Hormones are for example hypophysis hormones or hypothalamus hormones or regulatory active peptides and their antagonists, such as Gonadotropine (Follitropin, Lutropin, Choriongonadotropin, Menotropin), Somatropine (Somatropin), Desmopressin, Terlipressin, Gonadorelin, Triptorelin, Leuprorelin, Buserelin, Nafarelin, Goserelin.
  • [0039]
    The term “drug” or “medicament”, as used herein, preferably means a pharmaceutical formulation containing at least one pharmaceutically active compound,
  • [0040]
    wherein in one embodiment the pharmaceutically active compound has a molecular weight up to 1500 Da and/or is a peptide, a proteine, a polysaccharide, a vaccine, a DNA, a RNA, an enzyme, an antibody, a hormone or an oligonucleotide, or a mixture of the above-mentioned pharmaceutically active compound,
  • [0041]
    wherein in a further embodiment the pharmaceutically active compound is useful for the treatment and/or prophylaxis of diabetes mellitus or complications associated with diabetes mellitus such as diabetic retinopathy, thromboembolism disorders such as deep vein or pulmonary thromboembolism, acute coronary syndrome (ACS), angina, myocardial infarction, cancer, macular degeneration, inflammation, hay fever, atherosclerosis and/or rheumatoid arthritis,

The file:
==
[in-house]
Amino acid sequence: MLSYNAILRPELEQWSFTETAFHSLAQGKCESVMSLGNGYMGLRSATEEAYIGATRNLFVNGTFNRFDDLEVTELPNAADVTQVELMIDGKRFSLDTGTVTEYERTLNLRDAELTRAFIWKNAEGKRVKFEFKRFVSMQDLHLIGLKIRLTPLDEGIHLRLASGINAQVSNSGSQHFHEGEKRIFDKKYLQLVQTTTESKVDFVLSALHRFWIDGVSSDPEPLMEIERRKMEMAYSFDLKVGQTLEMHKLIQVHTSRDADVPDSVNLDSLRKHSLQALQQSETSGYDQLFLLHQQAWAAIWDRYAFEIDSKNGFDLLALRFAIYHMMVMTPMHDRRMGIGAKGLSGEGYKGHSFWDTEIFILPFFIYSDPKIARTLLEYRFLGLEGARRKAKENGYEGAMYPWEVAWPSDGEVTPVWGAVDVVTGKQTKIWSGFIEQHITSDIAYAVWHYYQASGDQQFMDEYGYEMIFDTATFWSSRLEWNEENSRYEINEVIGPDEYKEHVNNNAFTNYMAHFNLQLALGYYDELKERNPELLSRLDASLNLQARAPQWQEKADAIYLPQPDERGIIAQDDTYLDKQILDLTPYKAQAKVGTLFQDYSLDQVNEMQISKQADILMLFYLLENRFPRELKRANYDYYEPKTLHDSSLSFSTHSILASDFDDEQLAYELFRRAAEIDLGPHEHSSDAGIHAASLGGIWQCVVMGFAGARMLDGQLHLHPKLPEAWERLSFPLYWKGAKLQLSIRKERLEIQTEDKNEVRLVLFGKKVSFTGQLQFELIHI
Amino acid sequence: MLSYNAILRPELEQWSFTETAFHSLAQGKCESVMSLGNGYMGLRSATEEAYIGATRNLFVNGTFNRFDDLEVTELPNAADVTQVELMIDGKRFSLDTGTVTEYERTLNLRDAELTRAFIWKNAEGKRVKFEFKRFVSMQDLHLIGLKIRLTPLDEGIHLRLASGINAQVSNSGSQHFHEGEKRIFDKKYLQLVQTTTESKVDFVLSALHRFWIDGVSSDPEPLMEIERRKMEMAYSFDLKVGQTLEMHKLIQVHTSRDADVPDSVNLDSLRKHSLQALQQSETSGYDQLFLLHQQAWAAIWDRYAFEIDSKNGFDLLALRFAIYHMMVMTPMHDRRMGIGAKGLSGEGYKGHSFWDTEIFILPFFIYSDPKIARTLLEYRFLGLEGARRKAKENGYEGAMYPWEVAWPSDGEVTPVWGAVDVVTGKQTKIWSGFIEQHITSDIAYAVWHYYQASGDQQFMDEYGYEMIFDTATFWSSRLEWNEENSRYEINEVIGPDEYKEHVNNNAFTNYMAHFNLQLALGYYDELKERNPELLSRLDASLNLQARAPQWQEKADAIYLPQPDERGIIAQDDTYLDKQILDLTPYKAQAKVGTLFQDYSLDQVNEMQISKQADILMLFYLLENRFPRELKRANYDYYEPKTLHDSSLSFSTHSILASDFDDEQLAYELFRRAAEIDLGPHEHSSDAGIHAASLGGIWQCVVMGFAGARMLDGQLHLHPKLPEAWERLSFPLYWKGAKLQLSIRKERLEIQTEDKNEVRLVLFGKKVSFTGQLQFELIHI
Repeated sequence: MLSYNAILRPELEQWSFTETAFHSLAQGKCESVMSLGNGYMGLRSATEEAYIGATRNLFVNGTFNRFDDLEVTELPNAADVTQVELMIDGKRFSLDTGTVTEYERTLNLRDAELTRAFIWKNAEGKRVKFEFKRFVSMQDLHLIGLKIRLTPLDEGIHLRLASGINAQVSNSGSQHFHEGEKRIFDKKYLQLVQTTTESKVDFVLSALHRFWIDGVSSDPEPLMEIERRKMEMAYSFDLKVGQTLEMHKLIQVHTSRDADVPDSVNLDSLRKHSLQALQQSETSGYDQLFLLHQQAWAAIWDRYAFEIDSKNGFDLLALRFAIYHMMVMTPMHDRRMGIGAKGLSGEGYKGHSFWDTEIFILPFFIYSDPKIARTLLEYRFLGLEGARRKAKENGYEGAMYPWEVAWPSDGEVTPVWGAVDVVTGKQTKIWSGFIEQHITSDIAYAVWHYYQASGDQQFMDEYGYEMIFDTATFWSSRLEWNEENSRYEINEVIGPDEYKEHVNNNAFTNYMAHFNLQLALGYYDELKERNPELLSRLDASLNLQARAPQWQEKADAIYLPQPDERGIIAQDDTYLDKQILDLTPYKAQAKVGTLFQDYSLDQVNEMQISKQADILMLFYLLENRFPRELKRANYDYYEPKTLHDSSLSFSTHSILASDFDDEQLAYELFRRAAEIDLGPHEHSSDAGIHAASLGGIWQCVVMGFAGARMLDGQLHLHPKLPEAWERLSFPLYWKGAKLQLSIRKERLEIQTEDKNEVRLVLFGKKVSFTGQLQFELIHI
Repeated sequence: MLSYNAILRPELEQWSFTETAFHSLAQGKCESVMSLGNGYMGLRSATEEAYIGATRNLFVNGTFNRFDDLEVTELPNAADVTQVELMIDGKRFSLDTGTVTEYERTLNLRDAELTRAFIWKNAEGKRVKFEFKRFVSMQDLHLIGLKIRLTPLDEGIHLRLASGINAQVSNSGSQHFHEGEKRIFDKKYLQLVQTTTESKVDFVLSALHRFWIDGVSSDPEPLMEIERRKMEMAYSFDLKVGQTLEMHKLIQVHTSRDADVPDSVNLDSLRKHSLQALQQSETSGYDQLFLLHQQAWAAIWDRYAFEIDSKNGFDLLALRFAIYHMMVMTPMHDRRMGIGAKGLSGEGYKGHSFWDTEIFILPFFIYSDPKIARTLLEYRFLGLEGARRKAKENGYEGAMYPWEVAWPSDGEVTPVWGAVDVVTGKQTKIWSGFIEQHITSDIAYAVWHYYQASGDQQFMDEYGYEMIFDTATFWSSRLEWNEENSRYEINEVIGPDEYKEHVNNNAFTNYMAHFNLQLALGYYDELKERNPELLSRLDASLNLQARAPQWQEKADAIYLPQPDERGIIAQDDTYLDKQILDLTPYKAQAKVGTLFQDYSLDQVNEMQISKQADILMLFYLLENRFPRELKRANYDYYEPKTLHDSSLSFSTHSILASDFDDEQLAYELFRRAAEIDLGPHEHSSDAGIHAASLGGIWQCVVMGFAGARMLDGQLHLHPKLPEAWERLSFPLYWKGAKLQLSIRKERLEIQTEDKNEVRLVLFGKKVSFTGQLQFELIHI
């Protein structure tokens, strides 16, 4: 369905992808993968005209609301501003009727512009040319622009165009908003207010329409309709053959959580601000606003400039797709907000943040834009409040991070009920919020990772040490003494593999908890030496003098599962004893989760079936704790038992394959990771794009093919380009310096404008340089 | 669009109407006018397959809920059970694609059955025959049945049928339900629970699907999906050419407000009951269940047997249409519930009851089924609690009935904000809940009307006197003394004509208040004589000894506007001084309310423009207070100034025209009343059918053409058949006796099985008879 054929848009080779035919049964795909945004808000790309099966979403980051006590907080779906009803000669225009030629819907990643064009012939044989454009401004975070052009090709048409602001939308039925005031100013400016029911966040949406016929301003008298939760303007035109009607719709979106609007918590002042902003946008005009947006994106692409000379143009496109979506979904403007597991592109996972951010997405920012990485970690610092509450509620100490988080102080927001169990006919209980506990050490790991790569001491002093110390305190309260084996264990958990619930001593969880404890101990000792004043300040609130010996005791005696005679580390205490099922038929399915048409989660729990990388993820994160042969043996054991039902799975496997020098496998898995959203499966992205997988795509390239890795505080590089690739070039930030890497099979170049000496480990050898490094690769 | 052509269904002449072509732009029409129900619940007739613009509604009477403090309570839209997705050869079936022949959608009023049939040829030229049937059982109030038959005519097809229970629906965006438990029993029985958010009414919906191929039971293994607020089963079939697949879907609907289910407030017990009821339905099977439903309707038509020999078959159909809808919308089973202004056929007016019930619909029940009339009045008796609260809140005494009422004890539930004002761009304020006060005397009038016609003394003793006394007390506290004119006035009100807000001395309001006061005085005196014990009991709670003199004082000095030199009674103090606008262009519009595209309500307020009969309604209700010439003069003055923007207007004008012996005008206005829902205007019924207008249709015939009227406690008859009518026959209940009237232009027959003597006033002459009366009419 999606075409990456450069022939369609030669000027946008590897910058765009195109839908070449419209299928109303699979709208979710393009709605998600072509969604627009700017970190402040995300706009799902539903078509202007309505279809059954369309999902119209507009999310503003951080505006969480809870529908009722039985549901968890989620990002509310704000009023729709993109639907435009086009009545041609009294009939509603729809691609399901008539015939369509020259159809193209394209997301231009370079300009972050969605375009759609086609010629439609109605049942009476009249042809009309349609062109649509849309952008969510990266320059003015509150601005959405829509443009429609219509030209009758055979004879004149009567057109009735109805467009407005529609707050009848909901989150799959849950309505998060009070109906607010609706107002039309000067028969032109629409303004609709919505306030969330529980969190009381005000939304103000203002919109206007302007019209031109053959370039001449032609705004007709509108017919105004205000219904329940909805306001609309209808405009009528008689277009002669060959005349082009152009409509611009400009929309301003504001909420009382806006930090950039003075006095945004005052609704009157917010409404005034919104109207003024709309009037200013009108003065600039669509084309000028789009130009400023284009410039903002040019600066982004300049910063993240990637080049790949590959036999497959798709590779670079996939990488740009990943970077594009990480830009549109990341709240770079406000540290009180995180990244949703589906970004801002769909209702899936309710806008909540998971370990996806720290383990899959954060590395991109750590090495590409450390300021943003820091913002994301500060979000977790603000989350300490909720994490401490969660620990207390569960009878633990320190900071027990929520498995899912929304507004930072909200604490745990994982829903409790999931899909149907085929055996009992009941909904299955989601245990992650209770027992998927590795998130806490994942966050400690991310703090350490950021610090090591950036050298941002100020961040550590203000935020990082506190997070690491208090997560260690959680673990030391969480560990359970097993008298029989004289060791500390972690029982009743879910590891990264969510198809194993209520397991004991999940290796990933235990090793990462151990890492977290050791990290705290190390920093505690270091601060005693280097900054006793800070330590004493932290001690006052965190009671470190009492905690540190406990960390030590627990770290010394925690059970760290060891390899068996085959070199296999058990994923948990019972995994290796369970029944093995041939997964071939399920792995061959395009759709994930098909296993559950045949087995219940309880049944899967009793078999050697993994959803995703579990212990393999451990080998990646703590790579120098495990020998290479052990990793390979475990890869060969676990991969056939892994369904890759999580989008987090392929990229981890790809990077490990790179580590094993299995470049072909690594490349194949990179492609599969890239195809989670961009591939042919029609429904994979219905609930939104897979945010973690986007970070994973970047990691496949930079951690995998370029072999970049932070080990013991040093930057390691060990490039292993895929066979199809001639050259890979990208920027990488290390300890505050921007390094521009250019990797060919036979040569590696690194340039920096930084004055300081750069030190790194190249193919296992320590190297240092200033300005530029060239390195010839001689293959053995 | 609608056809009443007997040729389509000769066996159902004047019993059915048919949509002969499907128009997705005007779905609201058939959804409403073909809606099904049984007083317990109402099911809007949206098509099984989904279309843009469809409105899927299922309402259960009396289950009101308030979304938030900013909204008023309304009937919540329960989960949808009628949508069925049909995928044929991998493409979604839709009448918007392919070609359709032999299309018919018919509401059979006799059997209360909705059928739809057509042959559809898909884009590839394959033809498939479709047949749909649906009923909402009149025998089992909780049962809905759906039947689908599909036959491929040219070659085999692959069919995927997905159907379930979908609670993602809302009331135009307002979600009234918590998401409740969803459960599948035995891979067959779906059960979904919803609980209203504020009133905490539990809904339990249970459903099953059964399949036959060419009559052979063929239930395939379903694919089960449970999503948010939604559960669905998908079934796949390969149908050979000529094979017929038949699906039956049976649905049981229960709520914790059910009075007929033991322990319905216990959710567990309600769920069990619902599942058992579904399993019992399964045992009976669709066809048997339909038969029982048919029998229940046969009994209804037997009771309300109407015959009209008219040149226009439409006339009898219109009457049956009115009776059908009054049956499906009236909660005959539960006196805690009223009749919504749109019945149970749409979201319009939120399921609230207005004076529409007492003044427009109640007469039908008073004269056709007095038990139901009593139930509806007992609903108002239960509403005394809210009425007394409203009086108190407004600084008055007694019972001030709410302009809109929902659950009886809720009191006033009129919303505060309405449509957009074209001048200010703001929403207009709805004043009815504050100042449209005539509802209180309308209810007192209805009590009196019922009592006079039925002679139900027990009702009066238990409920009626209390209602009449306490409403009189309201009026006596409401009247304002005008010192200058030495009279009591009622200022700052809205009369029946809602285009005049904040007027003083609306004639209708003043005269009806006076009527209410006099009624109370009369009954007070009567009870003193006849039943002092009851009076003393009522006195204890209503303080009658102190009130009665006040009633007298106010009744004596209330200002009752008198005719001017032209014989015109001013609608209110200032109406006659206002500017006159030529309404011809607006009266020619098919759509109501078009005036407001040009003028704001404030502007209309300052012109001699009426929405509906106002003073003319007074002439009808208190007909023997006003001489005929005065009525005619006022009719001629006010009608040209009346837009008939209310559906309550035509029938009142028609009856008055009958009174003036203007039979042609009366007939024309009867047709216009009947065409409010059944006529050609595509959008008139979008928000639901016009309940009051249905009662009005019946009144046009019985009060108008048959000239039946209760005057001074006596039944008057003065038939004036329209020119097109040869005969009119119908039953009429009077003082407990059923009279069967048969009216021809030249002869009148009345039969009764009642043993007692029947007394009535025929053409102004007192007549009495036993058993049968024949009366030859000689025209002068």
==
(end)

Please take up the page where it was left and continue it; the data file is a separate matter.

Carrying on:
• [0042]
    wherein in a further embodiment the pharmaceutically active compound comprises at least one peptide for the treatment and/or prophylaxis of diabetes mellitus or complications associated with diabetes mellitus such as diabetic retinopathy,
  • [0043]
    wherein in a further embodiment the pharmaceutically active compound comprises at least one human insulin or a human insulin analogue or derivative, glucagon-like peptide (GLP-1) or an analogue or derivative thereof, or exedin-3 or exedin-4 or an analogue or derivative of exedin-3 or exedin-4.
  • [0044]
    Insulin analogues are for example Gly(A21), Arg(B31), Arg(B32) human insulin; Lys(B3), Glu(B29) human insulin; Lys(B28), Pro(B29) human insulin; Asp(B28) human insulin; human insulin, wherein proline in position B28 is replaced by Asp, Lys, Leu, Val or Ala and wherein in position B29 Lys may be replaced by Pro; Ala(B26) human insulin; Des(B28-B30) human insulin; Des(B27) human insulin and Des(B30) human insulin.